Among the thousands of fantastic images of Sardinia that flood the internet, one of the most awe-inspiring is that of the pink sand beach. You might be tempted to think that the images of rosy sand have a filter applied and that it couldn’t possibly be real. I’m here to tell you that it is. The Spiaggia rosa is just one of countless spots that don’t need any kind of filter in Sardinia’s Maddalena National Park.
Established in 1994, the Parco Nazionale dell’Arcipelago di la Maddalena comprises an entire group of islands between the northern coast of Sardinia and Corsica with the largest being Maddalena. 180 km of brilliant turquoise coastline, 60 islets, and an array of marine life, flora, and fauna await you.
The only inhabited part of the entire archipelago is Maddalena itself. If you are planning to explore some of the archipelago, you can make Maddalena your base and book a hotel as well as a rental car here. There is only one road on the entire island so you won’t have any trouble navigating here! Just remember, the only other island you can drive to from Maddalena is Caprera. To visit the rest of the islets, you can book a private boat tour for a very reasonable price.
This part of Sardinia is so breathtaking because it is quite underdeveloped in regard to roads, public transportation, and services. Expect to trek quite a bit over sometimes rocky terrain in order to reach the most picturesque coves and shores that are nothing short of spectacular.
Some of the best beaches on Maddalena are:
- Spiagga di Punta Tegge: a granite rock beach with services
- Cala Francese: claimed to be the most beautiful of the island and also where there is an old granite quarry where they mined stone for the Statue of Liberty’s base!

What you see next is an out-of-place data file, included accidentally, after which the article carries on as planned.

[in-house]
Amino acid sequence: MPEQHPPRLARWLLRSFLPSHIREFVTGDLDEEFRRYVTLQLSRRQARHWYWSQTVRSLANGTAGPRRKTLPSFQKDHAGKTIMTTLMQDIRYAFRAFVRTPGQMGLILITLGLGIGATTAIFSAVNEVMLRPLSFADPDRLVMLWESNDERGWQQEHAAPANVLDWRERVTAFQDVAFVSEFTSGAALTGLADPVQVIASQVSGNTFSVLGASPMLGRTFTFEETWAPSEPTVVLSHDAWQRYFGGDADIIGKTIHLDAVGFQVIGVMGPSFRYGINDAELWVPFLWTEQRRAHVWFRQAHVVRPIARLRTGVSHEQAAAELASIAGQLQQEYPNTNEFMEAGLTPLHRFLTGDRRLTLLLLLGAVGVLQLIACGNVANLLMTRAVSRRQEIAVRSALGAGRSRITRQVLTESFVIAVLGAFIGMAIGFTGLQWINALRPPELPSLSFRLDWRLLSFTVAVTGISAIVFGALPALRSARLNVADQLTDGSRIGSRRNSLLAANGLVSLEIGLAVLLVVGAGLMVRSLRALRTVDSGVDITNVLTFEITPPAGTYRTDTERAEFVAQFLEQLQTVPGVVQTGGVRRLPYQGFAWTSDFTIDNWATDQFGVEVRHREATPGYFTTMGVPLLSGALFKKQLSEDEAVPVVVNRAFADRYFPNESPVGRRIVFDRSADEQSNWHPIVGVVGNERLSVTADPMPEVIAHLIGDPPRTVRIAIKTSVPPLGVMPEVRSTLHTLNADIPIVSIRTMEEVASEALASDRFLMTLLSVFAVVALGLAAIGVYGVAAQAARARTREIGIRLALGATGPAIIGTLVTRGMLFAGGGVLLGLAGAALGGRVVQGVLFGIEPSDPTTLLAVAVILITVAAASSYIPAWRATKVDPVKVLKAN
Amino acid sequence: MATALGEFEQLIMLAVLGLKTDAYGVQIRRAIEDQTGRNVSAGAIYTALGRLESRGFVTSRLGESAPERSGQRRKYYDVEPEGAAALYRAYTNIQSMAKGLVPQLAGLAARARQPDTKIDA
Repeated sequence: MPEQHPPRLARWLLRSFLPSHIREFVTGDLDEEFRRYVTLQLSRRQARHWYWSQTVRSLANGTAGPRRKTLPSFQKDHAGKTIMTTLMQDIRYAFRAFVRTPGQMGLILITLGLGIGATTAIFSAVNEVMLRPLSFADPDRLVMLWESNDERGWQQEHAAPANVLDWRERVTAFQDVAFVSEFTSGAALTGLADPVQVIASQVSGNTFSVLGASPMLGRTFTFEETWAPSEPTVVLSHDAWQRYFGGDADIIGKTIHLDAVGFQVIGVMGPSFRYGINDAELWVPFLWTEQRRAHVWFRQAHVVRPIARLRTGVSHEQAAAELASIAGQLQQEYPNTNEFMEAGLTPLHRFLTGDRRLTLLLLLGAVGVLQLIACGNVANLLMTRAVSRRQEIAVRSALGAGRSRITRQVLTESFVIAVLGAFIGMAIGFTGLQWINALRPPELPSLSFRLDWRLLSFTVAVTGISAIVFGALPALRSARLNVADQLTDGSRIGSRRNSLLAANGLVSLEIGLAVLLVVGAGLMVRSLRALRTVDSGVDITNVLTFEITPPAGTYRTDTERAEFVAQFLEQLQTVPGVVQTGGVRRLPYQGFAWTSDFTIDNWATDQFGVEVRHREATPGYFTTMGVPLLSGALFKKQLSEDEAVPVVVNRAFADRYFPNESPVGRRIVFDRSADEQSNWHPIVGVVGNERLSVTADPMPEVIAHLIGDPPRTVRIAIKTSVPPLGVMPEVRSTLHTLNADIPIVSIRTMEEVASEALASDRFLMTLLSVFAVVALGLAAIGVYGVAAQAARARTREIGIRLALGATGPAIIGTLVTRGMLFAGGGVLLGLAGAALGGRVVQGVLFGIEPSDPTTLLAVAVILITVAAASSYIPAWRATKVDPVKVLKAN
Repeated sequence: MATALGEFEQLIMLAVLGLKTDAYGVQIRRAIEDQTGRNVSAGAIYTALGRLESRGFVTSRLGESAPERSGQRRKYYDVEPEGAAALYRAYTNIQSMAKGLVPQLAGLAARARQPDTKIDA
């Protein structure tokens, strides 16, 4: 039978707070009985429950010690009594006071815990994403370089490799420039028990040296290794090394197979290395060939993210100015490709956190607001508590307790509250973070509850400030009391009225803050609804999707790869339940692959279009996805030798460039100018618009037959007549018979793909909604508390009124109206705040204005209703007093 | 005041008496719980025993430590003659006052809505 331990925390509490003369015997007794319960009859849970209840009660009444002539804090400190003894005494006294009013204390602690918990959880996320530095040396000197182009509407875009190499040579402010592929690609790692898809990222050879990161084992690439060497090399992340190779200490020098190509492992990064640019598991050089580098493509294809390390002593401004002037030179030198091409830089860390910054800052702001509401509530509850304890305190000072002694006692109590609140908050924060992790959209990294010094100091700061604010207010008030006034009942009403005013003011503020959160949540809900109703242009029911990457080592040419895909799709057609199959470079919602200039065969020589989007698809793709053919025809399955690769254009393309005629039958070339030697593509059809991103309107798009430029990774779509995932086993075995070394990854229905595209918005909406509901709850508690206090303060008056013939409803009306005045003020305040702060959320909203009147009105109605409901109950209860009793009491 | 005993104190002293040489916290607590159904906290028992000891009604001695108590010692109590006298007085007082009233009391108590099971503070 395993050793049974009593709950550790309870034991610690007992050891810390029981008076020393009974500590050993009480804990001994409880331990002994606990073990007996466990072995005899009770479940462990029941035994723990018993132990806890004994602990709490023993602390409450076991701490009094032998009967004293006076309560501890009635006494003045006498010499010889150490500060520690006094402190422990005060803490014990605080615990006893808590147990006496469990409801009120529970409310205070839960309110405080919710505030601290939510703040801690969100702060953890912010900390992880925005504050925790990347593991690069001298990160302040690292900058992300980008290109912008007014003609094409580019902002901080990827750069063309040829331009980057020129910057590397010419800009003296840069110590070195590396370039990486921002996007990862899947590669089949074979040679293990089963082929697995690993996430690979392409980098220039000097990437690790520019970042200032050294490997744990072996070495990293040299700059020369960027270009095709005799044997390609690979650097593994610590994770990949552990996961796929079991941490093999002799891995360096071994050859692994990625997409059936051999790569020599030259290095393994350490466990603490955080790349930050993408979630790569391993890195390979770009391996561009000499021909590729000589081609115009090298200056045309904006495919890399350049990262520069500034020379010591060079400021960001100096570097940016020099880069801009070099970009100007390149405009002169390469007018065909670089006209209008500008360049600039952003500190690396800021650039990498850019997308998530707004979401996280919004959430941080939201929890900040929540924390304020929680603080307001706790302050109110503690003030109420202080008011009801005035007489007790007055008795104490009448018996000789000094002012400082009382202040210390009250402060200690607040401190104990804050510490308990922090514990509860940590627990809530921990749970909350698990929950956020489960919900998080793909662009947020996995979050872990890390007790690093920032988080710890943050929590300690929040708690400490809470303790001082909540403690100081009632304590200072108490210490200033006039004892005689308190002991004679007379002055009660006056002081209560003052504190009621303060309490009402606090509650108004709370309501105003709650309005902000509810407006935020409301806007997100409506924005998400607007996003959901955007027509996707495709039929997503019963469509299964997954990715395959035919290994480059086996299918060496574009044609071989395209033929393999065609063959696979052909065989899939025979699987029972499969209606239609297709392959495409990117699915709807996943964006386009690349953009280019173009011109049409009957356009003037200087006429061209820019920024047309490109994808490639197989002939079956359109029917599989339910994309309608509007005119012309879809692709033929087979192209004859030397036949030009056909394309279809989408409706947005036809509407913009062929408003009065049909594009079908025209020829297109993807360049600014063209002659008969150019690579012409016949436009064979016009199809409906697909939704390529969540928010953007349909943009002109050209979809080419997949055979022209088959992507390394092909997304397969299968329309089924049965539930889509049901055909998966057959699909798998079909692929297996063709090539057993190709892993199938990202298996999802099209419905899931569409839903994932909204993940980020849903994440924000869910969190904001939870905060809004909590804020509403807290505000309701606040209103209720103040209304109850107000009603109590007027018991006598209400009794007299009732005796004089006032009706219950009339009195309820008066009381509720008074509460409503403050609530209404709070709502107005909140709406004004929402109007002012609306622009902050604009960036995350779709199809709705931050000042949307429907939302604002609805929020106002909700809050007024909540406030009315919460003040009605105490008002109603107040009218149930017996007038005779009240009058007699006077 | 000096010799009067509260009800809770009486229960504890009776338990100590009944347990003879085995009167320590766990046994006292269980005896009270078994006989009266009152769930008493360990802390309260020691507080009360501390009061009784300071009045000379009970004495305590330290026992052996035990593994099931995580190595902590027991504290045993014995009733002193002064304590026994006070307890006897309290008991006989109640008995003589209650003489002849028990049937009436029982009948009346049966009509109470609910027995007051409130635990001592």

- Bassa Trinità: fine white sand with soft dunes. Services nearby and a hiking path that leads to the Santa Trinità Church.
- Spiaggia Monti d’à Rena: located near Punta Cannone, a major tourist hub with services, this white sand beach is known for being kid-friendly.
- Cala Spalmatore: also kid-friendly with services shallow shores, and coarse, pebbly sand.
- Testa del Polpo: Cross a 10-meter bridge and you’ll reach this beach which is actually located on Isola Giardinelli. It’s a slight hassle but totally worth it!
If you have rented a car, after crossing the bridge at the Porto di Moneta on Maddalena Island, you’ll arrive on the second-largest of the archipelago, Caprera. Otherwise, you can get here by private boat tour or by ferry from Palau.
The entire island is only 16 square kilometers and its shores are mostly made up of jagged granite cliffs, some being pink granite. This is a hiker’s paradise with well-marked trails that reward you with some of the most breathtaking beaches you’ll ever see in your lifetime. Word of advice: come prepared because you will not find any services here.
- Cala Coticcio: constantly named one of the most beautiful beaches in all of Sardinia with its soft, pinkish granite cliffs and fine sand. Getting here is not easy (almost 2 km of rugged trail) and no services anywhere in the vicinity. But if you come prepared, you will be hard-pressed to find another beach like it short of Tahiti.
- Spiaggia del Relitto: this fine sand beach is very tiny with shallow waters. Wild!
- Cala Serena: A 20-minute walk from Cala Garibaldi, Serena has been named one of the most romantic beaches in the world.
This tiny, uninhabited island is only reachable by boat. It happens to hold one of the most photographed shores in the world: the famous pink sand beach, la Spiaggia rosa.
Why is it pink you ask? Microscopic fragments of coral and seashells in the trillions give it that pinkish hue. If you were hoping to snap a selfie here, unfortunately, that won’t be possible. The beach is actually completely closed. It was being destroyed by overuse and is now protected. You can enjoy it from a distance by boat or from nearby Cavaliere beach or Cala di Roto.
The waters around Budelli (and the entire archipelago) are a scuba diver’s paradise because they are teeming with marine life. Dolphins (Tursiopi), sea turtles (Caretta caretta), and even whale species are commonly spotted in addition to colorful fish and crustaceans.
Just remember that this is a national park and protected marine life reserve and there are strict regulations protecting them. Make sure to visit the official park website before visiting for more information.
The closest airport to Maddalena is Olbia. From Olbia, you can either rent a car or take public transportation to Palau, where all ferries depart for the Maddalena archipelago.
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